Wednesday, March 9, 2011

"The Cat And The Sea"

I am here to report that Life does indeed imitate Art.  I take my afternoon walks along a bluff above Puget Sound.  On most days, the Olympic Mountains (sometimes their snowy heights, sometimes only their tiered, green-blue foothills) can be seen across the water to the west.  A few days ago, I saw a black cat sitting in a field with the Sound as a backdrop.  He or she was likely out on the prowl from one of the nearby houses.  And here is the Art (set in March as well):

   The Cat and the Sea

It is a matter of a black cat
On a bare cliff top in March
Whose eyes anticipate
The gorse petals;

The formal equation of
A domestic purr
With the cold interiors
Of the sea's mirror.

R. S. Thomas, Poetry for Supper (1958).

                                   Richard Eurich, "Cornwall" (c. 1958) 


From My Easy Chair said...

The artwork is lovely. Cornwall is a place that I have yet to visit.

Wonderful images in the poem. I'm wondering what "it" in the first line could refer to.

Stephen Pentz said...

Thank you for dropping in again, From My Easy Chair. As for the "it" in the first line: given the usual drift of Thomas's poetry, I would say (and this may sound a bit grand) that "it" may refer to the relationship between us, God, and reality -- Thomas, a cantankerous and questioning minister, was ever preoccupied with this admittedly large question. This "it" comes up quite often in his poetry.

From My Easy Chair said...

Interesting. Thank you.

Anonymous said...

Bit late posting this, but back in the early 90s we studied RS Thomas in A level English and being in Holyhead were lucky enough to have him come in and talk to us about his poems. This particular one had been baffling us so someone asked him what it was about. He replied it was about a cat, looking at the sea! Of course. Then again he could have been teasing us...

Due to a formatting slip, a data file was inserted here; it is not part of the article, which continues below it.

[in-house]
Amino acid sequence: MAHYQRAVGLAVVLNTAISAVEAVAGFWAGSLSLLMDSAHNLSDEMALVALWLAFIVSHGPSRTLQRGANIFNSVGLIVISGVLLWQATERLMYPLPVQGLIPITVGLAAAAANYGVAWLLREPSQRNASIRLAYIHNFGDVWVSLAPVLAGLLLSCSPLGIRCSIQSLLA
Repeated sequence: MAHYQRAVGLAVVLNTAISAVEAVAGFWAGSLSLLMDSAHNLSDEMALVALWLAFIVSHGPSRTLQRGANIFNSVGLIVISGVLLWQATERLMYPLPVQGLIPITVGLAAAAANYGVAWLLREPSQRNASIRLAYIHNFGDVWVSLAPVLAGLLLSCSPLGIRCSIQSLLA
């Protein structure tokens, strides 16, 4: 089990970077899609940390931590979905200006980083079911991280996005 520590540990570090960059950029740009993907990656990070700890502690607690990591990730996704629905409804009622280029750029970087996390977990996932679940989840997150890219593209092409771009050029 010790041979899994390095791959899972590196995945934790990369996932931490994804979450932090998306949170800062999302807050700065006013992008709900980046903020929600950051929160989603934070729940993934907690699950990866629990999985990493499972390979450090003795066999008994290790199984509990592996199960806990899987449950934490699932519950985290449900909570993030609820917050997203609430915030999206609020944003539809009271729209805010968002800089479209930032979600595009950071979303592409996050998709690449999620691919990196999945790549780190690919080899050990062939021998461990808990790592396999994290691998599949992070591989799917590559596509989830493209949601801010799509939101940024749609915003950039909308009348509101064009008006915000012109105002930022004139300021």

Anyway he was a wonderful man and there was no sign if his famous cantankerousness that day.

Stephen Pentz said...

Anonymous: it's never too late to comment! Thank you very much for visiting.

I love hearing your story about Thomas: wonderful! I suspect that, similarly to Larkin, Thomas began to play to people's caricature of him (particularly those in the media). Thus, I am delighted -- and not surprised -- to hear that he left you with a fond memory. You are very fortunate.

As for his description of what "The Cat and the Sea" means: I think that it is absolutely perfect! We have had way too much critical and interpretative nonsense in our time -- we don't need to have the cat and the sea turned into some sort of arcane symbols. A cat beside the sea is more than enough. Best to leave it at that, I think.

Again, thank you very much.